Percutaneous gastrostomy in oncologic patients: analysis of results and expansion of the indications
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Background: Percutaneous gastrostomy is generally performed for permanent enteral nutrition or gastric decompression.
Methods: In our series of oncologic patients, percutaneous gastrostomy was also used temporarily in some patients for enteral nutrition while awaiting functional recovery of swallowing, in preparation for surgery, or for the treatment of fistulas in the upper digestive tract. Fifty-one procedures were performed in 50 patients: 42 for feeding, eight for decompression, and one for transgastric drainage of a duodenal fistula.
Results: Of the 35 patients treated for permanent enteral nutrition, four are still alive, with a total survival time of 2167 days. In three patients, gastrostomy was performed for temporary feeding and was removed once the ability to swallow was restored. In four patients, it was created to restore metabolic balance before surgery. In the patient with a duodenal fistula, healing was achieved in 19 days. The seven patients in whom the procedure was performed for decompression survived for a mean of 19.2 days. There was only one major procedure-related complication (peritonitis).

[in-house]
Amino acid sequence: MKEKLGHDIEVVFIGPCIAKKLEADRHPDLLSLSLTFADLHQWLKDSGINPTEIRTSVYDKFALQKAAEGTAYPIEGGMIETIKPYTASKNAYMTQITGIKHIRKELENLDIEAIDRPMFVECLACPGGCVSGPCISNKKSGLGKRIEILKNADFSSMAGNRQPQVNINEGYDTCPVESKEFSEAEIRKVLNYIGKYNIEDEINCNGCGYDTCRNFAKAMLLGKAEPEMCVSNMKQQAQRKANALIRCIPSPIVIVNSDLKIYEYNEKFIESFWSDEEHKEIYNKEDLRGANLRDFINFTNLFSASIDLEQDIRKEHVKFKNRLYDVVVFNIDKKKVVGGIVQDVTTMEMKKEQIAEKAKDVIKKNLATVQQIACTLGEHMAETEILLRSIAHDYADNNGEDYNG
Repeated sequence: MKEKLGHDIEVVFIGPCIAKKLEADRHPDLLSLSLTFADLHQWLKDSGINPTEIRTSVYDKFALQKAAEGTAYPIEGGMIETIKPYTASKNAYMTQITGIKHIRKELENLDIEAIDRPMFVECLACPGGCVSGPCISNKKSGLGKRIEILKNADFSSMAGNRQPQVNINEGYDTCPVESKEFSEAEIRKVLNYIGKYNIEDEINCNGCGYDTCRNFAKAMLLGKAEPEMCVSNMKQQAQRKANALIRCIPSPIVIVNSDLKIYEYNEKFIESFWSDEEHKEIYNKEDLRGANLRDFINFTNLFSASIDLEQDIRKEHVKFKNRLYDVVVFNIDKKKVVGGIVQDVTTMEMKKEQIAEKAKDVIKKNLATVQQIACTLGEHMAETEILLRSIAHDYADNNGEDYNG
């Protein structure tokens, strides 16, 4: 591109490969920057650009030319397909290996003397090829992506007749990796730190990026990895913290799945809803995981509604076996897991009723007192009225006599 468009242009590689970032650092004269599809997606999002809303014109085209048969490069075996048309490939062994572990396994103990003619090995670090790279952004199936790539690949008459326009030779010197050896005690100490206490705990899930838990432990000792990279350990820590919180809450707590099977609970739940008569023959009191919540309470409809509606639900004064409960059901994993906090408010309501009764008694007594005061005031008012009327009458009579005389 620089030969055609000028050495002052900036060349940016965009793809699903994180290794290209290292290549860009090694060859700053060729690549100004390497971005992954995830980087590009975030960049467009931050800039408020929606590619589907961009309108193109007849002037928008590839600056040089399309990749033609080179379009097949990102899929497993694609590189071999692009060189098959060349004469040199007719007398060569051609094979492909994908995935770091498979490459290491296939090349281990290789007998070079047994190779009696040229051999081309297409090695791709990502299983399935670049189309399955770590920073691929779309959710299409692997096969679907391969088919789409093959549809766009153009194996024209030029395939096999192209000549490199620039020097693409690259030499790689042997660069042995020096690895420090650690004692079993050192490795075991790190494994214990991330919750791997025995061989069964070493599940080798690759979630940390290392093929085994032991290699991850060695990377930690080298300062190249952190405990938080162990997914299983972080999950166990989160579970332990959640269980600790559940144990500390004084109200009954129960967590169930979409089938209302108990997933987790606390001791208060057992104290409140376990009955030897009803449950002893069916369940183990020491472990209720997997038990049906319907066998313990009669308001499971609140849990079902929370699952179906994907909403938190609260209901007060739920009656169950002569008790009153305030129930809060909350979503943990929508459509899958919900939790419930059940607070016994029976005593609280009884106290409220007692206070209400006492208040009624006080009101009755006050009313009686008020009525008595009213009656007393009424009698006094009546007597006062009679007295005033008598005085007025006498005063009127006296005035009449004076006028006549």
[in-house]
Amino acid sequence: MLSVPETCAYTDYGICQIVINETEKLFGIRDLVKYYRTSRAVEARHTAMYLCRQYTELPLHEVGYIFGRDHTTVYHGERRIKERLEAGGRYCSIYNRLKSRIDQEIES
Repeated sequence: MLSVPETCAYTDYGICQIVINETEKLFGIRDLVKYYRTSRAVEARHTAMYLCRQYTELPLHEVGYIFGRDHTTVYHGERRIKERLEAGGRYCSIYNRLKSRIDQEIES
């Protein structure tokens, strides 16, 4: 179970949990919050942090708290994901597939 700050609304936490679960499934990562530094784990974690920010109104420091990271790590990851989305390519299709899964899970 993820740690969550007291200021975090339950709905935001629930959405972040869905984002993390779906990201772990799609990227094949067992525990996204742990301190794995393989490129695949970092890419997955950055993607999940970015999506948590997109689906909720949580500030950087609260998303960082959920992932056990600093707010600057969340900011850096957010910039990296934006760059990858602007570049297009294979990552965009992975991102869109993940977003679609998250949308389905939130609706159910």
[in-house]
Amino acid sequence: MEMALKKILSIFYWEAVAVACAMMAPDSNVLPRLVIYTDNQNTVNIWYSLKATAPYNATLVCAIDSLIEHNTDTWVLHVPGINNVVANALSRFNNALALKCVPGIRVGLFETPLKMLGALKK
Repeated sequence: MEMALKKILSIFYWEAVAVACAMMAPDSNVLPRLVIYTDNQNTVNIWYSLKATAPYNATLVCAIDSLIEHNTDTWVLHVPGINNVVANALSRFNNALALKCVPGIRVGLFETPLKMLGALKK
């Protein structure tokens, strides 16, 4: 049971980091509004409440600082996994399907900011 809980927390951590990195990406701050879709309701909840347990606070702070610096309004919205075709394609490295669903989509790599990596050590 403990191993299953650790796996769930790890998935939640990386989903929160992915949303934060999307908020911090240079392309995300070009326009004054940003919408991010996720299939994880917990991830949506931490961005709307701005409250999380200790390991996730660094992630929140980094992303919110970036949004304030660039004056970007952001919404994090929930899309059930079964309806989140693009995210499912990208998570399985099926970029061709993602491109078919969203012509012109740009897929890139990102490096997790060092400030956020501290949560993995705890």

Conclusions: Percutaneous gastrostomy is a safe, low-cost method that allows the patient to maintain essential nutrition without the discomfort of a nasogastic tube and therefore warrants wider and earlier use. We feel that its application should also be extended to temporary feeding of patients about to undergo long courses of chemotherapy and radiotherapy, which can lead to severe deterioration of nutritional status.
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